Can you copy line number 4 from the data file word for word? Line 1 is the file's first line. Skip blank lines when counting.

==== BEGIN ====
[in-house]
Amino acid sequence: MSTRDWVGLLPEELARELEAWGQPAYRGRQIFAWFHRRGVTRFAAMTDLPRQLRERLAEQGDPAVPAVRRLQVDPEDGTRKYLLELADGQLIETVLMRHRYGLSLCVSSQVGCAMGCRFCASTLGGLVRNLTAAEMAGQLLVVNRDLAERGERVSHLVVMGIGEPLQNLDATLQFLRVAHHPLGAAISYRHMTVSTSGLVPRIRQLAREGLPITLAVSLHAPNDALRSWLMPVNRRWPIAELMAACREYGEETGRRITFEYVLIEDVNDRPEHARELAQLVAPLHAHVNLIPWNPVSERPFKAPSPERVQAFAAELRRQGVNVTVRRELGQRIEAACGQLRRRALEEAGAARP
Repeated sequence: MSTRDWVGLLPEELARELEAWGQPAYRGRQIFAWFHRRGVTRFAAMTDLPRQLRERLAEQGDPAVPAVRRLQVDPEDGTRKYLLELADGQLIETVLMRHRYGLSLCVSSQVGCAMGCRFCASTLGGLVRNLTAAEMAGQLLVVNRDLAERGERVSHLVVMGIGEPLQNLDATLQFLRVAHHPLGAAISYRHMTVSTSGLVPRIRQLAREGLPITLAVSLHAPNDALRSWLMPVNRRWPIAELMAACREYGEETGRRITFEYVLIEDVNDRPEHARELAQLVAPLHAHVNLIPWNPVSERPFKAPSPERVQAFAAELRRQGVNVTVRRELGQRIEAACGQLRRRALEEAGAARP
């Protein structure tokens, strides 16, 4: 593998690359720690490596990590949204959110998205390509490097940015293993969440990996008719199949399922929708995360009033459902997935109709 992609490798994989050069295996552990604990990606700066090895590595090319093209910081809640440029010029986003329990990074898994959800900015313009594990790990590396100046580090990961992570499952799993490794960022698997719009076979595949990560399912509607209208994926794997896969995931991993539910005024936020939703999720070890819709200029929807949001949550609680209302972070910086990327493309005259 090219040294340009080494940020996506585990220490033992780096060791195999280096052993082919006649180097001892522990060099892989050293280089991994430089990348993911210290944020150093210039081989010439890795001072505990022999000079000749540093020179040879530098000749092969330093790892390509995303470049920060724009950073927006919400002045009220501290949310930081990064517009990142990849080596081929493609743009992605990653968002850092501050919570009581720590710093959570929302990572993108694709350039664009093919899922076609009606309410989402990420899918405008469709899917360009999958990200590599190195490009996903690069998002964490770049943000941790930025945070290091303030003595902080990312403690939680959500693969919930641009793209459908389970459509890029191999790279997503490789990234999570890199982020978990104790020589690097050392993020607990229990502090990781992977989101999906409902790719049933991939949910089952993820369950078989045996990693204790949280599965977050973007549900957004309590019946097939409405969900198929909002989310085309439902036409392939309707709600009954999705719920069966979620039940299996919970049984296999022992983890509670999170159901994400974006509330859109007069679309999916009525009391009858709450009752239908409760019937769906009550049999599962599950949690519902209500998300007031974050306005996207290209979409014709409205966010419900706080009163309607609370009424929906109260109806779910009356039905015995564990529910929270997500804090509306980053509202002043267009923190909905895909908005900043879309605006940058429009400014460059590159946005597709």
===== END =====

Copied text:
């Protein structure tokens, strides 16, 4: 593998690359720690490596990590949204959110998205390509490097940015293993969440990996008719199949399922929708995360009033459902997935109709 992609490798994989050069295996552990604990990606700066090895590595090319093209910081809640440029010029986003329990990074898994959800900015313009594990790990590396100046580090990961992570499952799993490794960022698997719009076979595949990560399912509607209208994926794997896969995931991993539910005024936020939703999720070890819709200029929807949001949550609680209302972070910086990327493309005259 090219040294340009080494940020996506585990220490033992780096060791195999280096052993082919006649180097001892522990060099892989050293280089991994430089990348993911210290944020150093210039081989010439890795001072505990022999000079000749540093020179040879530098000749092969330093790892390509995303470049920060724009950073927006919400002045009220501290949310930081990064517009990142990849080596081929493609743009992605990653968002850092501050919570009581720590710093959570929302990572993108694709350039664009093919899922076609009606309410989402990420899918405008469709899917360009999958990200590599190195490009996903690069998002964490770049943000941790930025945070290091303030003595902080990312403690939680959500693969919930641009793209459908389970459509890029191999790279997503490789990234999570890199982020978990104790020589690097050392993020607990229990502090990781992977989101999906409902790719049933991939949910089952993820369950078989045996990693204790949280599965977050973007549900957004309590019946097939409405969900198929909002989310085309439902036409392939309707709600009954999705719920069966979620039940299996919970049984296999022992983890509670999170159901994400974006509330859109007069679309999916009525009391009858709450009752239908409760019937769906009550049999599962599950949690519902209500998300007031974050306005996207290209979409014709409205966010419900706080009163309607609370009424929906109260109806779910009356039905015995564990529910929270997500804090509306980053509202002043267009923190909905895909908005900043879309605006940058429009400014460059590159946005597709």